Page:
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Taking stock as theories of word learning take shape


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    As a result, we are unsurprised by recent data (Colunga & Smith, 2004) showing that 3-year-olds’ word extensions were also affected by hearing a disconnected list of the content words that were pulled from our vignettes. In our view, children do so because they are influenced by the meaning of these words. Although presenting the words in narrative context likely facilitates access to these meanings, presenting them in isolation does not divorce the words from their meanings.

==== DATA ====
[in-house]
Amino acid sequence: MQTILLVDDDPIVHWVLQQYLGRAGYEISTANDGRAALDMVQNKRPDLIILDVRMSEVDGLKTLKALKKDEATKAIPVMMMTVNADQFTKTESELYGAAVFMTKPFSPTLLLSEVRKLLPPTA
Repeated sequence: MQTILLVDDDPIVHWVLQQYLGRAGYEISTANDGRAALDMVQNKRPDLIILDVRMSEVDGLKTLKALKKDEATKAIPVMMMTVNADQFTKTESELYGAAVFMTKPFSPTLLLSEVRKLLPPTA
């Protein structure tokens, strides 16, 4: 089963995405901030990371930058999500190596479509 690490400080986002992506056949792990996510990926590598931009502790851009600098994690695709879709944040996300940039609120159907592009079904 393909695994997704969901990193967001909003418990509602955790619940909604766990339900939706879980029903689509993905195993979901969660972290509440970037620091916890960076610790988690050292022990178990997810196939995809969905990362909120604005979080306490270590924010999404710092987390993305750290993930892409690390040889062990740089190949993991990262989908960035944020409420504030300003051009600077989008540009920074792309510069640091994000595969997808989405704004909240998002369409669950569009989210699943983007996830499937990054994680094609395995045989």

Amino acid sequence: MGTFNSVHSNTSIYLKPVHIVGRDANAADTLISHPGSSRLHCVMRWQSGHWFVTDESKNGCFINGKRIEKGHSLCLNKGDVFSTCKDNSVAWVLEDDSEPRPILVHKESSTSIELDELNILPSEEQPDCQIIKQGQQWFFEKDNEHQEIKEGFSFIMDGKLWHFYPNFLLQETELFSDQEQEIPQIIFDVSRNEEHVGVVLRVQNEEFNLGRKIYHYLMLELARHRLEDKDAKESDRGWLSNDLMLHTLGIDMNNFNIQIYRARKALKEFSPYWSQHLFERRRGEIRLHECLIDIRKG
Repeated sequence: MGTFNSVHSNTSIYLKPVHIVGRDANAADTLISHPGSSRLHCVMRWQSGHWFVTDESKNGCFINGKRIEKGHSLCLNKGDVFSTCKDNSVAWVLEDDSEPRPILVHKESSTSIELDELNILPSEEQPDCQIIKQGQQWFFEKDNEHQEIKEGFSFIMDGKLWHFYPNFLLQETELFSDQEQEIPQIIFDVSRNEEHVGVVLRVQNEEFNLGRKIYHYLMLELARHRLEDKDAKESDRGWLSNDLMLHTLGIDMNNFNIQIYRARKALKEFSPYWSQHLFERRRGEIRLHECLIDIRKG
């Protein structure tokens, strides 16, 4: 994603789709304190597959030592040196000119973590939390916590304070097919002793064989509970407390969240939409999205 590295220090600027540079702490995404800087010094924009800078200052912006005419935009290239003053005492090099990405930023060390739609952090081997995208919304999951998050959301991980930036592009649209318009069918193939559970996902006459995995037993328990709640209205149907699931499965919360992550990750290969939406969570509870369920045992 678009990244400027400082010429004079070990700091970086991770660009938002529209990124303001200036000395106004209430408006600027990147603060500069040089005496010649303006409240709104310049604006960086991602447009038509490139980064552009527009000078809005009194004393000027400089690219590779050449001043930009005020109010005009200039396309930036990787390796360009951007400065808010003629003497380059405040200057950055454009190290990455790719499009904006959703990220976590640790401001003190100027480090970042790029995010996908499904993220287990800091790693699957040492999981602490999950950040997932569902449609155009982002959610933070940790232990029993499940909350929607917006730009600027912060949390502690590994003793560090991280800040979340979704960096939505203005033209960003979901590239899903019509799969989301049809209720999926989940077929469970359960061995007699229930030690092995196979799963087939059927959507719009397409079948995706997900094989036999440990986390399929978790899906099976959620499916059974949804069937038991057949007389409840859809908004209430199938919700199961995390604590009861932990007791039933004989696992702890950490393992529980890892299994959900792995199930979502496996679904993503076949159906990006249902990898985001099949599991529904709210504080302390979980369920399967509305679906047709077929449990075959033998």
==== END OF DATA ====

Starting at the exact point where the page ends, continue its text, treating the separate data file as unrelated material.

Address for correspondence: Amy Booth, Northwestern University, Roxelyn and Richard Pepper Department of Communication Sciences & Disorders, 2240 Campus Drive, Evanston, IL 60208-3540, USA; e-mail:


In this paper we consider the perceptual and conceptual contributions that shape early word learning, using research on the shape bias as a case in point. In our view, conceptual, linguistic, social-pragmatic, and perceptual sources of information influence one another powerfully and continuously in the service of word learning throughout infancy and early childhood. We articulate several key points of convergence and divergence between our theoretical perspective and that of the attentional learning account. Finally, we consider the broader implications of this debate for clarifying the forces that constrain development.